In part one of this ongoing series, we explored dim sum’s greatest hits, and what I—as a Hong Kong-reared dim sum obsessive—look for in separating the great from the merely adequate. This time, we dive deep into six more menu staples, and the signs to notice in order to achieve expert dim sum proficiency.
The Chinese call it spring rolls, Americans call it egg rolls, and though they’re conceptually similar its components are notably different. For one, spring rolls at dim sum restaurants feature a shatteringly crisp exterior, less doughy and thick than American egg rolls. Spring rolls are also stubbier, closer to the size of a cigar than a chimichanga. Inside, the filling starts with a base of shredded pork, mushrooms, and bean sprouts, and finer renditions are subtly saucy on the inside. The crisp wafer-like exterior should be grease free, smooth, and dry. Don’t ask for sweet and sour sauce, rather, go with what we Cantonese prefer with our spring rolls: Worcestershire sauce.
The closest analog to this beloved dim sum staple is Italian polenta squares. Shredded radish (or turnip) is mixed into a batter with dried shrimp, mushrooms, and Chinese sausage, then formed into squares and pan-fried to a savory crisp. And therein lies the key: These must be aggressively fried to a deep browned crust, so look for color. You also know you’re at a reputable dim sum restaurant when the shrimp-mushroom-sausage filling is generously incorporated throughout the slices. A dab of Sriracha or hot chili paste is the ideal dipping accompaniment.
Descended from English custard tarts and Portuguese pastel de nata (via Hong Kong neighbor Macau), these baked pastry tarts are filled with a smooth, jiggly custard—barely set—made from eggs, milk, and flavored with vanilla. At Cantonese bakeries you’ll find these sold at room temperature, but at dim sum restaurants, egg tarts come delightfully warm and flaky. Its color plays a big part in its appeal: I especially like it when the filling is glossy and the color of sunflower, and the interior lightly sweet with a soft, creamy texture.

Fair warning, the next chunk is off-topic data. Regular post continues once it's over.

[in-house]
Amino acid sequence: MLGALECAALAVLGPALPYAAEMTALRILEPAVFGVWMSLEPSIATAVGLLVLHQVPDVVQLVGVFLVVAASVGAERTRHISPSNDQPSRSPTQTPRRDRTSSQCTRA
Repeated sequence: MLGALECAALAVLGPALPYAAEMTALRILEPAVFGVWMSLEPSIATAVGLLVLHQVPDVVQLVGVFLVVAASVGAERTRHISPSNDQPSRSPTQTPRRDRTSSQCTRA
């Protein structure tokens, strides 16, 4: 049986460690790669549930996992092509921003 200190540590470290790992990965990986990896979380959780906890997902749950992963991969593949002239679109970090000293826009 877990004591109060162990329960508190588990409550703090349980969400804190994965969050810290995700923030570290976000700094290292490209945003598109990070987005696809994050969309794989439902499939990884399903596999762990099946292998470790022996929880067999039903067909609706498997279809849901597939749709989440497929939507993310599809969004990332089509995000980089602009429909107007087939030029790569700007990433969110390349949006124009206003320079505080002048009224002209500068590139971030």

Literally translating to “fried pile,” these are deep-fried hollow balls pockmarked with golden sesame seeds. Though sweet, these straddle the line between savory and dessert, and most often consumed earlier in the dim sum meal. These balls are crisp upon first contact and immediately chewy, thanks to its sticky rice flour surface that puffs up during deep frying. The pleasure in this dish is 75 percent tactile—most of the time it’ll be hollow, but it might also be stuffed with a sweet red bean or lotus paste. Don’t be surprised if the dim sum server whips out scissors and snips these balls in half for you at the table.
Conduct a survey of the most crowd-pleasing dim sum items, and char siu bao (barbecue pork bun) will likely place in the top five. Steamed buns are stuffed with a filling of chopped pork marinated with hoisin, soy, and oyster sauce (despite its name, there’s no wood smoke imparted in this barbecue pork). First, notice the bun: It must be fluffy, moist throughout, and tears apart with a gentle tug. Seasoned dim sum chefs will add ornamental vertical creases to the bun, making it look like a carousel pattern. And then there’s the pork filling, which should never be saucy, rather paste-like with a sweetness as pronounced as its savoriness. Don’t forget to remove the piece of paper on the underside—it prevented the bao from sticking to the steam carton.
For dim sum neophytes, its appearance can be off-putting. It’s cow stomach, okay? But the good ones don’t taste at all gamey or organ-like. Instead, dim sum beef tripe are hot, slick, garlicky, vaguely beefy rubber bands. Steamed in oil with green onions, ginger, and red chili, what I look for first in tripe is it must be served hot—send it back if it’s lukewarm. I’m also seeking a springy snap to the texture. I wouldn’t worry about it being chewy, because it’s steamed to the point of tenderness. The oily sauce underneath should be flavorful enough to spoon over steamed white rice.